a. Is Art in default? No. Just late.

b. When will Art be in default? Nov 12.

c. What happens if he doesn’t pay?

When is Art’s last chance to pay without serious repercussions?

Nov 11

Oct 1

Oct 11

Nov 1

problem 13 2 page 23510
Problem 13.2, page 235

One pay-

ment due

Ten days

after

Accel-

eration

Forc

begins

Ten days

after

More than

one pymt due

Now

Contract: “Upon the occurrence of any of the following events of default . . . (1) the Debtor shall have outstanding an amount exceeding one full payment which has remained unpaid for more than 10 days after the due dates . . . mortgagee shall have . . . the right to declare the entire outstanding balance immediately due and payable.”

a. Is Art in default? No. Just late.

b. When will Art be in default? Nov 12.

c. What happens if he doesn’t pay?

When is Art’s last chance to pay without serious repercussions?

Nov 11

Oct 1

Oct 11

Nov 1

d. Different under the Illinois reinstatement statute?

problem 13 3 page 235
Problem 13.3, page 235

We represent Second National. We plan to pull the plug on Walt Rebel.

problem 13 3 page 2351
Problem 13.3, page 235

We represent Second National. We plan to pull the plug on Walt Rebel. Loan officer (Art) wants to give Walt 30 days advance notice. Is that OK?

problem 13 3 page 2352
Problem 13.3, page 235

We represent Second National. We plan to pull the plug on Walt Rebel. Loan officer (Art) wants to give Walt 30 days advance notice. Is that OK?

If we do, what is the worst that could happen?

problem 13 3 page 2353
Problem 13.3, page 235

We represent Second National. We plan to pull the plug on Walt Rebel. Loan officer (Art) wants to give Walt 30 days advance notice. Is that OK?

If we do, what is the worst that could happen?

problem 13 3 page 2354
Problem 13.3, page 235

We represent Second National. We plan to pull the plug on Walt Rebel. Loan officer (Art) wants to give Walt 30 days advance notice. Is that OK?

If we do, what is the worst that could happen?

problem 13 3 page 2355
Problem 13.3, page 235

We represent Second National. We plan to pull the plug on Walt Rebel. Loan officer (Art) wants to give Walt 30 days advance notice. Is that OK?

If we do, what is the worst that could happen?

problem 13 3 page 2356
Problem 13.3, page 235

We represent Second National. We plan to pull the plug on Walt Rebel. Loan officer (Art) wants to give Walt 30 days advance notice. Is that OK?

If we do, what is the worst that could happen?

problem 13 3 page 2357
Problem 13.3, page 235

We represent Second National. We plan to pull the plug on Walt Rebel. Loan officer (Art) wants to give Walt 30 days advance notice. Is that OK?

If we do, what is the worst that could happen?

problem 13 3 page 2358
Problem 13.3, page 235

We represent Second National. We plan to pull the plug on Walt Rebel. Loan officer (Art) wants to give Walt 30 days advance notice. Is that OK?

If we do, what is the worst that could happen?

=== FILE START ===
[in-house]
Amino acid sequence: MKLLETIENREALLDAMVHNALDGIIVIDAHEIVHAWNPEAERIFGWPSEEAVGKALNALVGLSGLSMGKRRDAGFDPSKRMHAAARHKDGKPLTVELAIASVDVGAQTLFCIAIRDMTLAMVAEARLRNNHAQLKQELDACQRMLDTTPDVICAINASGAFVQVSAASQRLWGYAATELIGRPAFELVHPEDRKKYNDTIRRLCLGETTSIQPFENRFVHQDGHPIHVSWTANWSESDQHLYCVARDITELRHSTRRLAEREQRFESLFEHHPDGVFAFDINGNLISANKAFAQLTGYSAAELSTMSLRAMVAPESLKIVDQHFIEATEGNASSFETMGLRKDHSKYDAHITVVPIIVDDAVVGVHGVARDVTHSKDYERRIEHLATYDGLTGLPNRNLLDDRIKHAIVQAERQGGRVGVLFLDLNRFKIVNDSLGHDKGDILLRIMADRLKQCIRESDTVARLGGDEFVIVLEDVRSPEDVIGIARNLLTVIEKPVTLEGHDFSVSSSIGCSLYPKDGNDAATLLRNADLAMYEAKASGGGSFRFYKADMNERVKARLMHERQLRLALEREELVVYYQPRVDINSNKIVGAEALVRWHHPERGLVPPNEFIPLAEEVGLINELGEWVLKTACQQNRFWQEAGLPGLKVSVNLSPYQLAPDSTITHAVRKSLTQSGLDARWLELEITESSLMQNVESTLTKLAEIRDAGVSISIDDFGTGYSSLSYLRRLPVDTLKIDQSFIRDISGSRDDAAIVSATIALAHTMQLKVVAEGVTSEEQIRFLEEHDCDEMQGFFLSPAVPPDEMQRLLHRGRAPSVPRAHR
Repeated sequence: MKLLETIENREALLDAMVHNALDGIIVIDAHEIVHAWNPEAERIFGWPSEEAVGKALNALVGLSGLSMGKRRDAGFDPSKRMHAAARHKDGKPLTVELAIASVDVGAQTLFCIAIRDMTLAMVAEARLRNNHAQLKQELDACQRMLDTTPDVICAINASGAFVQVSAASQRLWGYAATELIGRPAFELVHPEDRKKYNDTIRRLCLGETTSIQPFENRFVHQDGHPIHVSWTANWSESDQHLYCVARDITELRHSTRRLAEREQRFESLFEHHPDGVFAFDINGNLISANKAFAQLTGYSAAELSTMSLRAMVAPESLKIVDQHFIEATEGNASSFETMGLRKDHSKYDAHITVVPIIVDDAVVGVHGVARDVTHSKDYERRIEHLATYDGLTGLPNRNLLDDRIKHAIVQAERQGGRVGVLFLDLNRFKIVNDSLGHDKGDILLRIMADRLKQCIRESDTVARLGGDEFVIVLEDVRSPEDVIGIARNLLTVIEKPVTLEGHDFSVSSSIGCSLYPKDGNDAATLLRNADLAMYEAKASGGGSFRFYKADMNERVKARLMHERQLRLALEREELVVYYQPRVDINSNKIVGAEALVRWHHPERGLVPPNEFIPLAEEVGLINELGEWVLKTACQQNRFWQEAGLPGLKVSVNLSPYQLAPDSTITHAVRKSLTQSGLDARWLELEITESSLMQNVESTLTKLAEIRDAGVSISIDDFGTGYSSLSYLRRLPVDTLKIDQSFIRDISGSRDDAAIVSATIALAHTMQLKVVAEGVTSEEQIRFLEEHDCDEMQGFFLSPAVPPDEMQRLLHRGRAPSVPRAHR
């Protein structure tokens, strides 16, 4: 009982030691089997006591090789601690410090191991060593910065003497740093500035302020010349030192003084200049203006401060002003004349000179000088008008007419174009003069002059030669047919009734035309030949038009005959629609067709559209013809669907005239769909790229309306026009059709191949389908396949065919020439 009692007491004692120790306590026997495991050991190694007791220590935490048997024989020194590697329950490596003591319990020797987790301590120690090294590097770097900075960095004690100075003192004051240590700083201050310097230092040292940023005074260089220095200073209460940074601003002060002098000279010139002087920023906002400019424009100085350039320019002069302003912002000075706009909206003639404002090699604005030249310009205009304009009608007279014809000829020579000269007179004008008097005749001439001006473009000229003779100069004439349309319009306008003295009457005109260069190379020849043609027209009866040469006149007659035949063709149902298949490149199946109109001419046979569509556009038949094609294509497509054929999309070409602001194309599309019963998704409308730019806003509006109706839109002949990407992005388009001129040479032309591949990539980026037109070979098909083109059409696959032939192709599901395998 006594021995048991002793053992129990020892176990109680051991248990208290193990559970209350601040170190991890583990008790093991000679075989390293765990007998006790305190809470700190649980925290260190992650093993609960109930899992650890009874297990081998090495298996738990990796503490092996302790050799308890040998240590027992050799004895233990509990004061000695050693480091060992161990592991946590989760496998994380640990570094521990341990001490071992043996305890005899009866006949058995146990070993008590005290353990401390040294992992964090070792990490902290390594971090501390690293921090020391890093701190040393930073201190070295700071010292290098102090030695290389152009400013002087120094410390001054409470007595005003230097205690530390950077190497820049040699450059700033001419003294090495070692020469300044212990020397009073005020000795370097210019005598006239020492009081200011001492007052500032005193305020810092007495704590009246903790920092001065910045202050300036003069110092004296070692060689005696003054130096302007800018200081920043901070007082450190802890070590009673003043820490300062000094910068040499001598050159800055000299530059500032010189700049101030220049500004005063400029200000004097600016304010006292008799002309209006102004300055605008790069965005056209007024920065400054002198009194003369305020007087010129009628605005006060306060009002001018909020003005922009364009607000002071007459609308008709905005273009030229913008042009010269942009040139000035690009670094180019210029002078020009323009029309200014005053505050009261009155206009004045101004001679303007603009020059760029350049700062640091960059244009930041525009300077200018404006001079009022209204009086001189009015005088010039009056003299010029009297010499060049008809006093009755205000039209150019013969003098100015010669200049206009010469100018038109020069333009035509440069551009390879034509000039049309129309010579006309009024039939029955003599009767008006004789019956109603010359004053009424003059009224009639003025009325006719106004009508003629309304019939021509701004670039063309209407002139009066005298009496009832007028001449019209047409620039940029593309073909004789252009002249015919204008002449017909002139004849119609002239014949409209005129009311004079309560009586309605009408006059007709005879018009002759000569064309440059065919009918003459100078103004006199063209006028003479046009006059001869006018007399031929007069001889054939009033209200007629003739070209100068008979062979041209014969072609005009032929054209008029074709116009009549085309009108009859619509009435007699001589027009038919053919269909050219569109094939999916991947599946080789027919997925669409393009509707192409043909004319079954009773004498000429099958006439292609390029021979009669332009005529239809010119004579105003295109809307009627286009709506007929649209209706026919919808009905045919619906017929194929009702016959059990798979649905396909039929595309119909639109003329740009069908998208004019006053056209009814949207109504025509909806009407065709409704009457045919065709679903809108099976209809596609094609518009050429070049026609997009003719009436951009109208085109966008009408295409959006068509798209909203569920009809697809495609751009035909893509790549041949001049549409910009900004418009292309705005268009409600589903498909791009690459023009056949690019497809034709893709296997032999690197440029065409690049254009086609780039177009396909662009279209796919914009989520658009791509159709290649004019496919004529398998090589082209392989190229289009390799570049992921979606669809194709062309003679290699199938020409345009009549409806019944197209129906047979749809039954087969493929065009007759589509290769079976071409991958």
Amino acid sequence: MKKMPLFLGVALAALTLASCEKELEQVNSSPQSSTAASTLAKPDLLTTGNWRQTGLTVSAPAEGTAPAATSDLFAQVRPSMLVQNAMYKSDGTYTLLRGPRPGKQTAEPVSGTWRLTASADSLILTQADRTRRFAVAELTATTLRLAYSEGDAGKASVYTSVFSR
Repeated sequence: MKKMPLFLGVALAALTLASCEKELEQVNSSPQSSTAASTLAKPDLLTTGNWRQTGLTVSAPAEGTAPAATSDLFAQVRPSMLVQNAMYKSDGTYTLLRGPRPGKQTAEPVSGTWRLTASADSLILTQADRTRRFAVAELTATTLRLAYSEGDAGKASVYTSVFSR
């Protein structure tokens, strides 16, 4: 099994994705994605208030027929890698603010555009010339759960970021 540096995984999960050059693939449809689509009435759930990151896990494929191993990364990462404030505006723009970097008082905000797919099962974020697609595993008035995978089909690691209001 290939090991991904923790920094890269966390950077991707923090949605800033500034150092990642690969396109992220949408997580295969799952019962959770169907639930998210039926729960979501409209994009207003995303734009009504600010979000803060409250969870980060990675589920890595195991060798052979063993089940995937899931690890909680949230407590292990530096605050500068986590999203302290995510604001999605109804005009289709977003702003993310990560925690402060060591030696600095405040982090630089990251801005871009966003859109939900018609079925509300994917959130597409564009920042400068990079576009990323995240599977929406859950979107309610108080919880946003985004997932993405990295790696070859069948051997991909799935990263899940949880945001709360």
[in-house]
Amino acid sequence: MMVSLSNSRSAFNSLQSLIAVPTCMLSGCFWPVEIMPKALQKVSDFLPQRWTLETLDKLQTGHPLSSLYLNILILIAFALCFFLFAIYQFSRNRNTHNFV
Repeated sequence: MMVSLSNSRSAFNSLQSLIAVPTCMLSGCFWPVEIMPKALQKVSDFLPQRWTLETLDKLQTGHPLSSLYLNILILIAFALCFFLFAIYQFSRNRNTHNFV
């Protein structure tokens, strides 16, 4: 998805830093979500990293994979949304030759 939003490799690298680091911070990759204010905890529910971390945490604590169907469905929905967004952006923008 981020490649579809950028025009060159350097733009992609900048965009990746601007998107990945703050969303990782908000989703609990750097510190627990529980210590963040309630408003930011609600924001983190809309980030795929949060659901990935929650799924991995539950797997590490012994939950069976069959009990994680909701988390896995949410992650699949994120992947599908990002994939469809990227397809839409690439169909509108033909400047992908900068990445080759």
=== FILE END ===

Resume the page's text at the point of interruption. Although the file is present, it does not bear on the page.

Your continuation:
problem 13 3 page 2359
Problem 13.3, page 235

We represent Second National. We plan to pull the plug on Walt Rebel. Loan officer (Art) wants to give Walt 30 days advance notice. Is that OK?

If we do, what is the worst that could happen?

What should we do?

problem 13 3 page 23510
Problem 13.3, page 235

We represent Second National. We plan to pull the plug on Walt Rebel. Loan officer (Art) wants to give Walt 30 days advance notice. Is that OK?

If we do, what is the worst that could happen?

What should we do? Replevin

problem 13 3 page 23511
Problem 13.3, page 235

We represent Second National. We plan to pull the plug on Walt Rebel. Loan officer (Art) wants to give Walt 30 days advance notice. Is that OK?

If we do, what is the worst that could happen?

What should we do? Replevin

With or without notice to Walt?

problem 13 3 page 23512
Problem 13.3, page 235

We represent Second National. We plan to pull the plug on Walt Rebel. Loan officer (Art) wants to give Walt 30 days advance notice. Is that OK?

If we do, what is the worst that could happen?

What should we do? Replevin

With or without notice to Walt? Notice creates the 30-day risk!

problem 13 3 page 23513
Problem 13.3, page 235

We represent Second National. We plan to pull the plug on Walt Rebel. Loan officer (Art) wants to give Walt 30 days advance notice. Is that OK?

If we do, what is the worst that could happen?

What should we do? Replevin

With or without notice to Walt? Notice creates the 30-day risk! JR Hale Contracting, page 225.

basic concepts2
Basic Concepts

Waiver. The voluntary relinquishment of a known right

Waiver by estoppel. Misleading a debtor into the honest and reasonable belief that the creditor intended a waiver

Good faith. Honesty in fact and the observance of reasonable commercial standards of fair dealing. §1-201(b)(20); 9-102(a)(43).

Insecurity clause. A provision that the loan is in default if the secured party “deems itself insecure” or the like.

§1-309. A creditor can exercise an insecurity clause only if the creditor in good faith believes the prospect for payment impaired.

Comment 1. “This section has no application to demand instruments . . . .”

slide45

Problem 13.4, page 236

Pat sends

check

Bank rejects

payment

Pat misses

two payments

Truck loan

made

Contract: Missing two payments is a default and “upon default at the secured party’s option, the entire balance of the loan shall become due and payable.”

Pat: can they get away with this?

Not if she cured before acceleration.

When did Pat cure? At “tender,” p.223. §9-623 comment.

When did Bank accelerate? At option exercise, noticeeffort

Which happened first?

What effect if Bank accelerated before receiving check, then kept the check, and continued to claim acceleration? Waiver? Waiver by estoppel?

basic concepts good faith
Basic Concepts, Good Faith

§1-201(b)(20). “‘Good faith’ means honesty in fact and the observance of reasonable commercial standards of fair dealing.

§1-304. Every contract or duty within this Act imposes an obligation of good faith in its performance or enforcement.

§1-309: “A term providing that one party . . . may accelerate payment . . . ‘at will’ or ‘when he deems himself insecure’ or in words of similar import shall be construed to mean that he shall have the power to do so only if he is in good faith . . . .”